Why can't India and Pakistan play bilateral cricket, again?

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One of the largest cricket rivalries has been held ransom by political hypocrisy. There is no reason why the two nations cannot meet in bilateral series when trade relations, cross-movement of people and culture, and diplomacy carries on 'despite border violence'.

Let’s rewind to March 17, 2012. The Indian cricket team is in Dhaka, the bustling capital of Bangladesh, for the Asia Cup. Specifically, the Men in Blue are in Mirpur, a suburb that hosts the Dhaka Zoo, the National Botanical Garden, the headquarters of Grameen Bank, the Mirpur Cantonment and, of course, the Sher-e-Bangla National Cricket Stadium, which is also from where the Bangladesh Cricket Board operates.

There’s a sense of calm around the proceedings even though India are slated to meet Pakistan the following day. Perhaps, the reason for the lull was the happenings of the previous evening. Sachin Tendulkar had taken the burden off his — and India’s — shoulders by scoring an unprecedented but long-overdue 100th international century. We witnessed history on March 16, 2012, but more was to be made the following day. The match against Bangladesh was only a prelude to the mother of all clashes, India versus Pakistan.


So, when I walked up to the sensational off-spinner Saeed Ajmal soon after he had finished training, I was expecting to garner some ‘quotable quotes’. ‘Exclusive’, of course. Ajmal, arguably the world’s deadliest spinner then, even though his bowling action was under scrutiny, did the unexpected. He put his arm around my shoulder and took ‘us’ for a walk. “Yaar, India aur Pakistan toh chess bhi khelte hain, hockey bhi khelte hain, kabaddi bhi khelte hain, hum tumhari picturen bhi dekhte hain, toh phir yeh cricket mein hi kyun itna pressure hota hai? [My friend, India and Pakistan play chess, hockey and kabaddi, we watch your movies too, then why is there so much pressure when it comes to cricket?]”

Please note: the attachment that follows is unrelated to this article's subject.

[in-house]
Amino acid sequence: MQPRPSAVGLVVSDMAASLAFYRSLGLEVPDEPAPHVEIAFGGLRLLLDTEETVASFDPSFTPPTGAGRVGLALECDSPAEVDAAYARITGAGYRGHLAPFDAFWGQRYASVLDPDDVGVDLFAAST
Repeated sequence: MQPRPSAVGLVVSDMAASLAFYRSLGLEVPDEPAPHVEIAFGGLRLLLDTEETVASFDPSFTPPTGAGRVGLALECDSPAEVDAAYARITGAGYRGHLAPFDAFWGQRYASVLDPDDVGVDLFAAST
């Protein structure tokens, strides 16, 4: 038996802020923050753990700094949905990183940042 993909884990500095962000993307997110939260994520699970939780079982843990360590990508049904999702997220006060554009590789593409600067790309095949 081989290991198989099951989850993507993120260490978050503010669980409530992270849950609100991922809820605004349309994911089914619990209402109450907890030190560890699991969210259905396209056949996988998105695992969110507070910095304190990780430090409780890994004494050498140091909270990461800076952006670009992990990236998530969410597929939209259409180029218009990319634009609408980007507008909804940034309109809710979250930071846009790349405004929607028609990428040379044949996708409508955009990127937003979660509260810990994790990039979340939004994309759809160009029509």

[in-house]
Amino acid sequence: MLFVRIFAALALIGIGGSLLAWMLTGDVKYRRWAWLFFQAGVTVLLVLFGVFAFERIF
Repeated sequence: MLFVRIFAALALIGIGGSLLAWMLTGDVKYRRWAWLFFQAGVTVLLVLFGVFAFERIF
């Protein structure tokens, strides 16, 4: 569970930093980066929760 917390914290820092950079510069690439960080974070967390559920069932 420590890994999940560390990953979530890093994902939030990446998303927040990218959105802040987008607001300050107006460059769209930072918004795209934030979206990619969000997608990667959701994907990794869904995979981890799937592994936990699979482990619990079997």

I was perplexed, and my reply bordered on the obvious. We don’t play enough these days, I said. Cricket is a religion in both countries… People want to see the teams play more often because it makes for absorbing viewing… and so on. The response had Ajmal stumped. He nodded, his smile suggesting he wanted Pakistan to play India more often. He took his arm off my shoulder, picked up his kit bag and dragged it toward the team bus, signing autographs and posing for pictures along the way. The following day, India and Pakistan dished out a classic. Virat Kohli smashed his way to a gleeful 183 not out as India made a mockery of the 300-plus target.


Fast-forward to 2017. Ajmal, who last donned the Pakistan green over two years ago, would be thinking the same. As would millions of fans on both sides of the border. Why are cricket matches between India and Pakistan so few and far between? Why has it been nearly ten years since the two teams played a Test match. It’s also been four years since an ODI series. Why are aficionados on both sides of the Radcliffe Line repeatedly denied the joy of enjoying one of the most iconic rivalries in cricket?